Paul the VI was a prophet and my teachers who laughed at him were fools. The scandals we have had to endure were, I believe, a consequence of the whole sale rebellion against papal authority. My morals classes and confession practica were in large measure an attempt to teach us how to help the poor beleaguered parents in our parishes find a way around obedience to the ridiculous demands of Humane Vitae and its outmoded sexual morality. And simply put, it you can think your way around one sin, you can find your way around any sin, and we priests did a fine job of it. The pope was a senile idiot in the view of some of those who taught me and they made it possible for every man to be his own pope. That would account for the moral chaos from which we are now awaking like some drunk on the morning after who wonders what became of his trousers and his wallet.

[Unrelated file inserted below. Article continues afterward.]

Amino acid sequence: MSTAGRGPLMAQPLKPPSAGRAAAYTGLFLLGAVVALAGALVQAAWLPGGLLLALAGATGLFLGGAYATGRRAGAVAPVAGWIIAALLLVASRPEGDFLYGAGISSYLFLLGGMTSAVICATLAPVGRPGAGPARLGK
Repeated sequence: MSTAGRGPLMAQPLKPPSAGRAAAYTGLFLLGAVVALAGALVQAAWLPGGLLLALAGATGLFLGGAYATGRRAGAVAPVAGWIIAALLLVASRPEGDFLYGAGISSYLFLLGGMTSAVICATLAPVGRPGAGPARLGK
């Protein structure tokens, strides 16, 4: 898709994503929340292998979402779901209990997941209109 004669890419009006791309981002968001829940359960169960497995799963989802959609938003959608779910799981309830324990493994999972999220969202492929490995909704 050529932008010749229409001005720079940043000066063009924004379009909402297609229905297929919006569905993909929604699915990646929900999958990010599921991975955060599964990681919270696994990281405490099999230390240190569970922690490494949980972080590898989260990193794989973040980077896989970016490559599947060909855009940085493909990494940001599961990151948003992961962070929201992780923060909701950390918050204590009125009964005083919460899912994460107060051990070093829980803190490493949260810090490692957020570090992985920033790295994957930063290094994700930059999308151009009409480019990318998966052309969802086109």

Nothing gets anyone so riled up as the Church’s teaching about artificial birth control. When I go to a pulpit and say perhaps we need to look at this again,  I can feel the narrowing of eye slits from women my own age who are past the time of child-bearing. I feel  their thoughts. “Are you saying that I did the wrong thing? Are you saying that I sinned by having my tubes tied, or insisting that the old goat have his untied?” Now, let’s calm down everybody. I think there’s a way to look at this that will not result in riots and angry torch-wielding, pitchfork-toting mobs congregating on the rectory lawn once again.

To be continued.......


  1. funny, it was also a V2 spokesman who said it was "not on the agenda" to discuss women wearing veils ~ so of course that must have meant they were supposed to rush out & burn them all!

    "Just a Mom" of 9 :o)

  2. I honestly don't see why everyone is calling these HHS mandates a religious liberty issue. It seems to me that it is simply a subsidiarity issue...just like whenever the Federal Government mandates anything to do with individual health care.

    Also, about your seminary experience regarding reproductive morality, it is very interesting. On one side of the coin you have the ultra-liberal professors trying to convince you of circumstantial morality regarding contraception and effectually all sins...and on the other side you have the ultra-puritan (manichean) professors trying to convince you that the "catholic" contraception is allowed and the marriage act itself was a sin. Very interesting...